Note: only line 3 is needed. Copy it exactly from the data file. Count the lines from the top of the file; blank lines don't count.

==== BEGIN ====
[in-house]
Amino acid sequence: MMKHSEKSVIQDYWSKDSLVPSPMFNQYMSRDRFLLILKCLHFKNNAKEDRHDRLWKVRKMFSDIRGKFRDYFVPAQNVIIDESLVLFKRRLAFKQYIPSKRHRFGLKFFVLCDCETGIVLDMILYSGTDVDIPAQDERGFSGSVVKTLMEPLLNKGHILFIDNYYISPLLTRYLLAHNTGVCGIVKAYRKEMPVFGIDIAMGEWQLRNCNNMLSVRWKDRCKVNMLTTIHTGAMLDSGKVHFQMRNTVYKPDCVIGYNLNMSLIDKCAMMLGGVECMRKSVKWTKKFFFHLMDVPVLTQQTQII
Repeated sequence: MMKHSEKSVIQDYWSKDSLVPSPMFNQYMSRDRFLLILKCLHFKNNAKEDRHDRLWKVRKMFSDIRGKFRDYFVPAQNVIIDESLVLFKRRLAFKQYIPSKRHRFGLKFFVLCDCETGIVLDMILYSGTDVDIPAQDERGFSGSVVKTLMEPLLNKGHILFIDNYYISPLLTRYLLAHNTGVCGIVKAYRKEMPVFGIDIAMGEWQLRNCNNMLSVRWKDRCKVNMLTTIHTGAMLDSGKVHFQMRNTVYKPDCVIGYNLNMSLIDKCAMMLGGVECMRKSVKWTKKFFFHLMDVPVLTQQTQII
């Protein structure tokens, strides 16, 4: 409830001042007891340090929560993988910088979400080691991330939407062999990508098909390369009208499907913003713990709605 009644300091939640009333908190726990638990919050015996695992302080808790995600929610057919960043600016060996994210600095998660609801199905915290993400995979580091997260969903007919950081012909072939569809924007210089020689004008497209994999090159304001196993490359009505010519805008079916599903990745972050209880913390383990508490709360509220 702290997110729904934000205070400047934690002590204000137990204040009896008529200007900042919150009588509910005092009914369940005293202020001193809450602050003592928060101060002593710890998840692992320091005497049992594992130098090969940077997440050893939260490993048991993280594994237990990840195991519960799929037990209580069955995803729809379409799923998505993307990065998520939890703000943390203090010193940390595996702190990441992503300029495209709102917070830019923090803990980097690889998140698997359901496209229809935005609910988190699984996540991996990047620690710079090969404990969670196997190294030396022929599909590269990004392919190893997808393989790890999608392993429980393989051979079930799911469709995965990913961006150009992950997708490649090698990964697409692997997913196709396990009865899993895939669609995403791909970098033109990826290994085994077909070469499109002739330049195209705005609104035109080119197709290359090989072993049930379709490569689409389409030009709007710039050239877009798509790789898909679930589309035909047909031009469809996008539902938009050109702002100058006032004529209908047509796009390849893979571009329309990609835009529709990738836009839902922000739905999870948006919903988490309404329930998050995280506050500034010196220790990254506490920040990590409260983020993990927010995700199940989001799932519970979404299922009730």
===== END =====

Repeated sequence: MMKHSEKSVIQDYWSKDSLVPSPMFNQYMSRDRFLLILKCLHFKNNAKEDRHDRLWKVRKMFSDIRGKFRDYFVPAQNVIIDESLVLFKRRLAFKQYIPSKRHRFGLKFFVLCDCETGIVLDMILYSGTDVDIPAQDERGFSGSVVKTLMEPLLNKGHILFIDNYYISPLLTRYLLAHNTGVCGIVKAYRKEMPVFGIDIAMGEWQLRNCNNMLSVRWKDRCKVNMLTTIHTGAMLDSGKVHFQMRNTVYKPDCVIGYNLNMSLIDKCAMMLGGVECMRKSVKWTKKFFFHLMDVPVLTQQTQII